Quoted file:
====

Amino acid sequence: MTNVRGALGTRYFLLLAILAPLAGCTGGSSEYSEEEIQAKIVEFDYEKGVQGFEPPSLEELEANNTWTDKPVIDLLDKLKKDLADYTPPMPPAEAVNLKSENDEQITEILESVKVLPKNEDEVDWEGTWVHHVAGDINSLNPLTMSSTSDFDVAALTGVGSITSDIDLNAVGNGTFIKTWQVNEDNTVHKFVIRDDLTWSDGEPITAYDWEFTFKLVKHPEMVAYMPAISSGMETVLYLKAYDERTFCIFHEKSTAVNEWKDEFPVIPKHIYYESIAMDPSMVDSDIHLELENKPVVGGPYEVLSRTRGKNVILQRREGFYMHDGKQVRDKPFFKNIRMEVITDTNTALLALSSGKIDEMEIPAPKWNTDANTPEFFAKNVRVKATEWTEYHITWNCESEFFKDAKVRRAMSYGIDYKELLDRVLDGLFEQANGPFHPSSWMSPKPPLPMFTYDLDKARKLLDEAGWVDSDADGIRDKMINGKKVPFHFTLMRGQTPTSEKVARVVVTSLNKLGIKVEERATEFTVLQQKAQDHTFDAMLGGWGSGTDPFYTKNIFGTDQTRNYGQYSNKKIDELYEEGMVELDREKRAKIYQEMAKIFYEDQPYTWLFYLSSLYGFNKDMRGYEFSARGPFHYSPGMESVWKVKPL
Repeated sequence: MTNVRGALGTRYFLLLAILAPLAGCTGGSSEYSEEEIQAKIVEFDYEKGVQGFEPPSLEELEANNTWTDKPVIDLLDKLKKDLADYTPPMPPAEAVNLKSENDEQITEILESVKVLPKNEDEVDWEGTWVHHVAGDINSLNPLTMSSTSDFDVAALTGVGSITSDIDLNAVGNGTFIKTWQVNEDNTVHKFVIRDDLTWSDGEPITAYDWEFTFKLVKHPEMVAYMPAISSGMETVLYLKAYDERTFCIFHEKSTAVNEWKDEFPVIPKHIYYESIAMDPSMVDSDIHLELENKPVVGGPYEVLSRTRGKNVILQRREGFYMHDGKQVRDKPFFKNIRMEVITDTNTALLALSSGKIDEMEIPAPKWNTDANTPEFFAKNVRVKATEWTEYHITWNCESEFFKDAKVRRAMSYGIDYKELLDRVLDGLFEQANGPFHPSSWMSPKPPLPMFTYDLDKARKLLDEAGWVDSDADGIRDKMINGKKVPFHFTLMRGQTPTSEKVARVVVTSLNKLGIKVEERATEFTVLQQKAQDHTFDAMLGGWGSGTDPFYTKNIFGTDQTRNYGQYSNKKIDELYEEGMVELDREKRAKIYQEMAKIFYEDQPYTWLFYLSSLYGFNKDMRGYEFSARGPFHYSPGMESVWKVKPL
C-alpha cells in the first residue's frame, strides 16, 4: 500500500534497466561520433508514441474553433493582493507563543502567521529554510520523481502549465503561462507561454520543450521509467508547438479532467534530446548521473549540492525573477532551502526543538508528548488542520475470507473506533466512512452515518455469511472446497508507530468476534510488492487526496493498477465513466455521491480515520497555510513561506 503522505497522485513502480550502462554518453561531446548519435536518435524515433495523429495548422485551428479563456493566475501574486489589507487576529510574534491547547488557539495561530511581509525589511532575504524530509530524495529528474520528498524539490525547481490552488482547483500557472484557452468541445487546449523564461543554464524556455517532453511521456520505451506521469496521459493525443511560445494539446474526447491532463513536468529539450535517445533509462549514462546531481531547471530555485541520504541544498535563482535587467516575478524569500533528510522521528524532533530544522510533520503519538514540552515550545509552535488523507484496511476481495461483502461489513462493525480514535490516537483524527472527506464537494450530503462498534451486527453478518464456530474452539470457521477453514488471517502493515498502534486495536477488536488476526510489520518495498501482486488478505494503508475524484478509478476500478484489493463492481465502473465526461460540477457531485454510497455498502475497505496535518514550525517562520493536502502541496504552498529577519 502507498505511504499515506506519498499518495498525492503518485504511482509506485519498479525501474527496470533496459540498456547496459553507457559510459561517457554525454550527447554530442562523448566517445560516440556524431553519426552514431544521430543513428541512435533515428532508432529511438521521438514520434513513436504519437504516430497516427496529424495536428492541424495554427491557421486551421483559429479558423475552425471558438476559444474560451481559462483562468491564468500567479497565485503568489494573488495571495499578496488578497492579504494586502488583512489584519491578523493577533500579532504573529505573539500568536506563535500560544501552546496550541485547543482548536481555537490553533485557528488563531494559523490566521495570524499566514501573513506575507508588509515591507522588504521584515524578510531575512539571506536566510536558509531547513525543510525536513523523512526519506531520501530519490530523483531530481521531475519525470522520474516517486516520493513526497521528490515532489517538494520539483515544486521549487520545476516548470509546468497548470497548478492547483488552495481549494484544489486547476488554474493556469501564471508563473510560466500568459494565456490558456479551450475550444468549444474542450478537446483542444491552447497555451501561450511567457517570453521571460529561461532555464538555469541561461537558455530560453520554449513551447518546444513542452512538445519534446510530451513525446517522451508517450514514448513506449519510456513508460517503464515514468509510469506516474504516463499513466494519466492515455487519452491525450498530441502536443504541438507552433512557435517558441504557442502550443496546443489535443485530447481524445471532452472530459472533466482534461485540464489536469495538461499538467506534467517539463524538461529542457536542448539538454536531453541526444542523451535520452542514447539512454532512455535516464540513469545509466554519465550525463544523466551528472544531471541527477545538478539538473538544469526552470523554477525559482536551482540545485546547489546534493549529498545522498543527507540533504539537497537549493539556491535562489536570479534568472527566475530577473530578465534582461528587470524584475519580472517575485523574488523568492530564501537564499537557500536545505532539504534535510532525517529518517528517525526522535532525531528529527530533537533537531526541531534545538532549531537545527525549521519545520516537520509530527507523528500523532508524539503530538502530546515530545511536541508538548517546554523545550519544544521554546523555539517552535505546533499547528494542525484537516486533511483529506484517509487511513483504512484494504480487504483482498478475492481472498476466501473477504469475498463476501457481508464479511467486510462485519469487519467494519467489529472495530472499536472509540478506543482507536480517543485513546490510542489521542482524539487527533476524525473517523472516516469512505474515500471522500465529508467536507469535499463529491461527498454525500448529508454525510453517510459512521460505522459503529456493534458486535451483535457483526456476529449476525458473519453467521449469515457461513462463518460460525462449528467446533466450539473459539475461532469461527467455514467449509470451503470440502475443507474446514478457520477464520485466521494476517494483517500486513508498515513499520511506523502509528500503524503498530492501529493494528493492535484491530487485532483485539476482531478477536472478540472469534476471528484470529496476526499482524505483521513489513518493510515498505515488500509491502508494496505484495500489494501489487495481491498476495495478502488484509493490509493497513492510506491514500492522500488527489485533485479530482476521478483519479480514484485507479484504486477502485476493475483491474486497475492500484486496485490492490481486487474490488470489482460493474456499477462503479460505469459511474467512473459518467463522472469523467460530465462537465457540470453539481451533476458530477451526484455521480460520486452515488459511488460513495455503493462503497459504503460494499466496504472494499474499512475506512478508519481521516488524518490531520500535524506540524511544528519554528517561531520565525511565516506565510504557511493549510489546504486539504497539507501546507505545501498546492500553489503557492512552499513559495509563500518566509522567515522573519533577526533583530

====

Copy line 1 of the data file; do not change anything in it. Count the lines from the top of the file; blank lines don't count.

Amino acid sequence: MTNVRGALGTRYFLLLAILAPLAGCTGGSSEYSEEEIQAKIVEFDYEKGVQGFEPPSLEELEANNTWTDKPVIDLLDKLKKDLADYTPPMPPAEAVNLKSENDEQITEILESVKVLPKNEDEVDWEGTWVHHVAGDINSLNPLTMSSTSDFDVAALTGVGSITSDIDLNAVGNGTFIKTWQVNEDNTVHKFVIRDDLTWSDGEPITAYDWEFTFKLVKHPEMVAYMPAISSGMETVLYLKAYDERTFCIFHEKSTAVNEWKDEFPVIPKHIYYESIAMDPSMVDSDIHLELENKPVVGGPYEVLSRTRGKNVILQRREGFYMHDGKQVRDKPFFKNIRMEVITDTNTALLALSSGKIDEMEIPAPKWNTDANTPEFFAKNVRVKATEWTEYHITWNCESEFFKDAKVRRAMSYGIDYKELLDRVLDGLFEQANGPFHPSSWMSPKPPLPMFTYDLDKARKLLDEAGWVDSDADGIRDKMINGKKVPFHFTLMRGQTPTSEKVARVVVTSLNKLGIKVEERATEFTVLQQKAQDHTFDAMLGGWGSGTDPFYTKNIFGTDQTRNYGQYSNKKIDELYEEGMVELDREKRAKIYQEMAKIFYEDQPYTWLFYLSSLYGFNKDMRGYEFSARGPFHYSPGMESVWKVKPL